Empirical studies of mimicry have rarely been conducted under natural conditions. Field investigations of some lepidopteran systems have provided a bridge between experiments examining artificial situations and the mimicry process in nature, but these systems do not include all types of mimicry. The presence of dangerous or deadly models is thought to alter the usual rules for mimicry complexes. In particular, a deadly model is expected to protect a wide variety of mimics. Avoidance of different types of mimics should vary according to how closely they resemble the model. Coral snake mimicry complexes in the neotropics may provide natural systems in which these ideas can be examined, but there is no direct evidence that the patterns of venomous coral snakes or potential mimics are avoided in the wild. Plasticine replicas of snakes were used to assess the frequency of avian predation attempts as a function of color pattern. Avian predators left identifiable marks on the replicas, the position of which indicated that replicas were perceived as potentially dangerous prey items by birds. The number of attacks on unmarked brown replicas was greater than that on tricolor coral snake banded replicas. This result was true whether replicas were placed on natural or plain white backgrounds, suggesting that coral snake banded patterns function aposematically. In a separate experiment, replicas representing all six patterns of proposed coral mimics at the study site were attacked less often than unmarked brown replicas. Within these six banded patterns, some were attacked significantly more often than others. This study provides direct field evidence that coral snake banded patterns are avoided by free-ranging avian predators and supports theoretical predictions about mimicry systems involving deadly models.
Correlational selection favors combinations of traits and is a key element of many models of phenotypic and genetic evolution. Multiple regression techniques for measuring selection allow for the direct estimation of correlational selection gradients, yet few studies in natural populations have investigated this process. Color patterns and antipredator behaviors of snakes are thought to function interactively in predator escape and therefore may be subject to correlational selection. To investigate this hypothesis, I studied the survivorship of juvenile garter snakes, Thamnophis ordinoides, as a function of a suite of escape behaviors and color pattern. The only natural selection detected favored opposite combinations of stripedness of the color pattern and the tendency to perform during escape evasive behaviors called reversals. This selection presumably results from optical illusions created by moving patterns and their effects on visually foraging predators. Analysis of the bivariate selection surface shows that pure correlational selection can be thought of as a series of linear selection functions on one trait whose slopes depend on the value of the second trait. Alternatively, viewing the selection surface along its major axes reveals stabilizing and disruptive components of correlational selection. It is further shown that correlational selection alone can promote genetic variance and covariance within a generation. This phenomenon may be partially responsible for the extreme variation in color pattern and the genetic covariance between color pattern and behavior observed in natural populations of T. ordinoides.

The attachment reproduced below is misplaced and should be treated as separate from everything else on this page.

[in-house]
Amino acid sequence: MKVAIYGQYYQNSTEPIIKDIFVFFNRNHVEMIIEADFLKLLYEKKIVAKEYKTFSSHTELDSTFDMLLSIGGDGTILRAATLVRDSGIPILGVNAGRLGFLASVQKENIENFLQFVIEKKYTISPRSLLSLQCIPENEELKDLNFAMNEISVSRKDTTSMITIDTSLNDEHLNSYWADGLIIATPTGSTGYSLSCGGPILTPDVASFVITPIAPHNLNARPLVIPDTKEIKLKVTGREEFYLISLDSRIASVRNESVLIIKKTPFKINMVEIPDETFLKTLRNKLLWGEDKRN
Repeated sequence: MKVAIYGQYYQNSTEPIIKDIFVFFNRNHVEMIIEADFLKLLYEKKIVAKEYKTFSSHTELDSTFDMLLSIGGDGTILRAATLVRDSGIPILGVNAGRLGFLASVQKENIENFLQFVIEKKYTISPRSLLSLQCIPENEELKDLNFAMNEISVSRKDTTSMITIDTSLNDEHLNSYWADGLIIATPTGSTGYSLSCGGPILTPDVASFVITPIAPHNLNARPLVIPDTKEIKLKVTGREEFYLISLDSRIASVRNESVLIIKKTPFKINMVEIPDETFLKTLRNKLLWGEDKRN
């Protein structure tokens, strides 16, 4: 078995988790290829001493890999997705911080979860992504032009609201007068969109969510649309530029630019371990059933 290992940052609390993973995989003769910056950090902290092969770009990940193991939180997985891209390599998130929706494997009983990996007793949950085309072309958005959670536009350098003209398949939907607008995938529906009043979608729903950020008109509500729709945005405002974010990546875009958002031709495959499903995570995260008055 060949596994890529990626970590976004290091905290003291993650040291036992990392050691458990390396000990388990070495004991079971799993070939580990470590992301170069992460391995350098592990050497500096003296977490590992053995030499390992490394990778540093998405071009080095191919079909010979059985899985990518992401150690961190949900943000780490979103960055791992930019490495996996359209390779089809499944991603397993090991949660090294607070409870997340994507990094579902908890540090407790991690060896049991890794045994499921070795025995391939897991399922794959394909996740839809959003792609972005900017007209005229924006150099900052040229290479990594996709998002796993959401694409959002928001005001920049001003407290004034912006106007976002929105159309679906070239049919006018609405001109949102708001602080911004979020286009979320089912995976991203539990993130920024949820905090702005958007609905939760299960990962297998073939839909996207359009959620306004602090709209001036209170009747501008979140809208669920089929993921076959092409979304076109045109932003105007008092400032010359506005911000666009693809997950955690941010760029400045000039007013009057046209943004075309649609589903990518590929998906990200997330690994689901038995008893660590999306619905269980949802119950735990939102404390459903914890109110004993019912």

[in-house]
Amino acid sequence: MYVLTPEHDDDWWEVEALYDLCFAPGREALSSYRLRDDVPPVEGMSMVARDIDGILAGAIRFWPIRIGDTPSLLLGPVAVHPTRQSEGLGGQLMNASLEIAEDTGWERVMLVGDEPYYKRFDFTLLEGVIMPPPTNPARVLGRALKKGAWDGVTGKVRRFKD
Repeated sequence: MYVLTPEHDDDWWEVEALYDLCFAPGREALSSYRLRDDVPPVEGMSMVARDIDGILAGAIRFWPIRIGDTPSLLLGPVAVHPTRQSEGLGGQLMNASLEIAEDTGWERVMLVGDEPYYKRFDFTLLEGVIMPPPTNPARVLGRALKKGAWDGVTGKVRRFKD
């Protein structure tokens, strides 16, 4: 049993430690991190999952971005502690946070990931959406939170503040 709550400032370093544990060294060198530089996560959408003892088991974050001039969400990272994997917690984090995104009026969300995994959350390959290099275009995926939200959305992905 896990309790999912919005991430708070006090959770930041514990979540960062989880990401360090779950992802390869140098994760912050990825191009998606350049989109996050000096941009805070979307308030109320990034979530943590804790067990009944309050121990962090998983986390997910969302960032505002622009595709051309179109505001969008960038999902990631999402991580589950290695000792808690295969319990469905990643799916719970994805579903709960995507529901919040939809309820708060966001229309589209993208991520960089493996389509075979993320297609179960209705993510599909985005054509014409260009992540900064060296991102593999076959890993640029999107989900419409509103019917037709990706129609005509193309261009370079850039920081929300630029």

During the early 1960s the frequency of mimetic dark morph Papilio glaucus females increased from less than 10% to over 20% at a Highlands Co., Florida, site. This increase in the mimetic morph is probably not due to an increase in distasteful models but may be related to a severe reduction in larval and adult host plants resulting in reduced P glaucus abundance and genetic drift. Adaptive superiority of the dark morph could also contribute to its apparent increase in frequency.